This gives us the Old Testament principle on giving.
Tithing was taxation, not giving. Giving was always voluntary - that is, the amount given was voluntary. It is the same in the New Testament.
Matthew 22:21 (NKJV) They said to Him, "Caesar's." And He said to them, "Render therefore to Caesar the things that are Caesar's, and to God the things that are God's."
Jesus is saying, "Pay your taxes to the government and give to God your voluntary giving."
Romans 13:6 (NKJV) For because of this you also pay taxes, for they are God's ministers attending continually to this very thing.
The tithe is never imposed on the New Covenant believer. We don't live in a Theocracy! I encourage you to get a concordance and look up the word "tithe" and its plural in the New Testament. You'll see that it is used only eight times, it is found once in Matthew and twice in Luke, each one is referring to the Old Testament law. It is used five times in Hebrews 7, speaking of a time before the giving of the law when Abraham paid tithes to Melchizedek. Tithing is not mentioned in any of the letters to the Churches.
According to Deuteronomy 12:5, the tithe was to be paid in Jerusalem. So, if you think that you are under obligation to tithe, you're 2,000 years too late and 5,000 miles too far away. This is so clear in the New Testament that the only way we can miss it, is to try to avoid it. Yet, so many still impose it upon New Testament believers.
What about people who say that God is blessing them because they tithe? I don't deny God's blessing on many people, but His blessing is because of the attitude in giving, not because they gave 10%. Their epistemology is wrong. God blesses the willing giver.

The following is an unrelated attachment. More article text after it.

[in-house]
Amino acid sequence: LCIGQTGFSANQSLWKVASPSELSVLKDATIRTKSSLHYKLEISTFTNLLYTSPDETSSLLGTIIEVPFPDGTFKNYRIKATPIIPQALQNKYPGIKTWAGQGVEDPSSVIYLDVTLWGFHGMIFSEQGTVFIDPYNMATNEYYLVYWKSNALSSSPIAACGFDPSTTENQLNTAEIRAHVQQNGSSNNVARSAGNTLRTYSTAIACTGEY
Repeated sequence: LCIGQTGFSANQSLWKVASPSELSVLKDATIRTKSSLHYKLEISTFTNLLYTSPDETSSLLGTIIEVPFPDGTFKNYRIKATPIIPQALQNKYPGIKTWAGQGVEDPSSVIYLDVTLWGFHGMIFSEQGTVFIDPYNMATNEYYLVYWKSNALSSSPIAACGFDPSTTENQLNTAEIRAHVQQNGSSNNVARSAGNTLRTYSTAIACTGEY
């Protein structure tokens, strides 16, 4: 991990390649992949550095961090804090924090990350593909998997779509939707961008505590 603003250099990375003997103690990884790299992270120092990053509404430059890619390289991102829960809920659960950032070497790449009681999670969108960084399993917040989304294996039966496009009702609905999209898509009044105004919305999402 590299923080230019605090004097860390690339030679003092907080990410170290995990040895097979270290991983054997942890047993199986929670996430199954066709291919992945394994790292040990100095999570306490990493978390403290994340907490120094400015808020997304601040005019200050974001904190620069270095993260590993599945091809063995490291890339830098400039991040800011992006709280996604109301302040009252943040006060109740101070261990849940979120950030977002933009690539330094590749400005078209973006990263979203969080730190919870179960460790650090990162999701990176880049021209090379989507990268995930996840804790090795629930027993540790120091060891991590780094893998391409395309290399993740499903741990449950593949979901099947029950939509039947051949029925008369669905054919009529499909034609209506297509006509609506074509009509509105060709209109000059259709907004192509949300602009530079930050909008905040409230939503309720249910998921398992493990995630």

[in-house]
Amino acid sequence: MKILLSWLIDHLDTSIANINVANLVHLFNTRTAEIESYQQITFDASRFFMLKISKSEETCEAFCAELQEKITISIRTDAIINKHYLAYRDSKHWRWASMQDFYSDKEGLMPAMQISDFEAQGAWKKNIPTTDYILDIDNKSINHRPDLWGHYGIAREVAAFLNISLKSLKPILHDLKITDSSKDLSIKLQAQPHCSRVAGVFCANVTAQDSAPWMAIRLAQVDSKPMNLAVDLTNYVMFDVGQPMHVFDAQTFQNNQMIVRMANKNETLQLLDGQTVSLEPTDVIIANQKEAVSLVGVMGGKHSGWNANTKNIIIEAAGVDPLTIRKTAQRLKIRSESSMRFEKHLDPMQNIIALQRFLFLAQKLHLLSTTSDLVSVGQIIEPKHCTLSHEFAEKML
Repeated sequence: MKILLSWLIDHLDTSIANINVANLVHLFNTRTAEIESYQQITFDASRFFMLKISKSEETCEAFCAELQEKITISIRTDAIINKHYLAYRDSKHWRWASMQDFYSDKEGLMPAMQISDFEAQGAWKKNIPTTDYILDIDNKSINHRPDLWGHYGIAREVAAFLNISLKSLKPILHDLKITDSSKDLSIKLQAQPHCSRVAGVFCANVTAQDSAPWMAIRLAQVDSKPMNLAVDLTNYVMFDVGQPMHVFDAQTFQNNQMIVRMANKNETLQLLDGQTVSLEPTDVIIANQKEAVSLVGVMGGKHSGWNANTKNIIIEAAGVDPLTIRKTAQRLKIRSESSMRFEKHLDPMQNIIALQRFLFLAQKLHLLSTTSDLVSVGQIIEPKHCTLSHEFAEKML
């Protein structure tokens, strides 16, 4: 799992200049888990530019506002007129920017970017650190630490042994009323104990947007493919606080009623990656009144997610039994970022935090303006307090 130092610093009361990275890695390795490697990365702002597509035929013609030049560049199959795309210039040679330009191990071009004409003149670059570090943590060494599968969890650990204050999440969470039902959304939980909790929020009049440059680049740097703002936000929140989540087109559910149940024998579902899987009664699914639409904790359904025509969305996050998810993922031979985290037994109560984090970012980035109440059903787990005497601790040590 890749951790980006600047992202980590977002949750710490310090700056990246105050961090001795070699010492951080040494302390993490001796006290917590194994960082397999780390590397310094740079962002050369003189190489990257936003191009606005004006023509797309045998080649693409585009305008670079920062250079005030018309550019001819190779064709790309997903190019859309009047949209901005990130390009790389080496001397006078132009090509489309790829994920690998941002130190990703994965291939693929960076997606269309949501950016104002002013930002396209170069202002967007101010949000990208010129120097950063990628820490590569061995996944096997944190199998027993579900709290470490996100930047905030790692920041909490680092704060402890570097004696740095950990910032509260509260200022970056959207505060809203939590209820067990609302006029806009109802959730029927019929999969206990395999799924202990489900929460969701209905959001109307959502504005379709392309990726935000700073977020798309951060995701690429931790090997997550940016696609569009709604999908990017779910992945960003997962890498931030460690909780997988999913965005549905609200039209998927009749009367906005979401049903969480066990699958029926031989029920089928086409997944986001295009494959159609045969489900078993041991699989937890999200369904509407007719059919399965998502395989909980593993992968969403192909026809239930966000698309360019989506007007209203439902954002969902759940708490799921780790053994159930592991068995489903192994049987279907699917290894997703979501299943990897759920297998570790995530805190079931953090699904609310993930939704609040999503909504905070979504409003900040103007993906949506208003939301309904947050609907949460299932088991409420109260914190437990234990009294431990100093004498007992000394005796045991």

If we are not under the tithe, and we are not, and people are to give voluntarily, what will motivate them to give? Bible doctrine - understanding what God has done for us in Christ. Grace giving is voluntary giving because of gratitude. We give out of a heart of love and worship.
2 Corinthians 8:7& 9 (NKJV) But as you abound in everything; in faith, in speech, in knowledge, in all diligence, and in your love for us; see that you abound in this grace also. 9 For you know the grace of our Lord Jesus Christ, that though He was rich, yet for your sakes He became poor, that you through His poverty might become rich.
In verse 7, "grace" is used of "giving." In verse 9, "grace" is used of the atonement of Christ. Paul says here that grace should lead to grace, that is grace shown to us should lead to grace giving. Our motivation for giving is not legal, but out of love and gratitude from a worshiping heart.
Next week we'll look at some New Testament principles for grace giving.
If your giving reflects your love for God, do you love Him? Does your check book reflect it?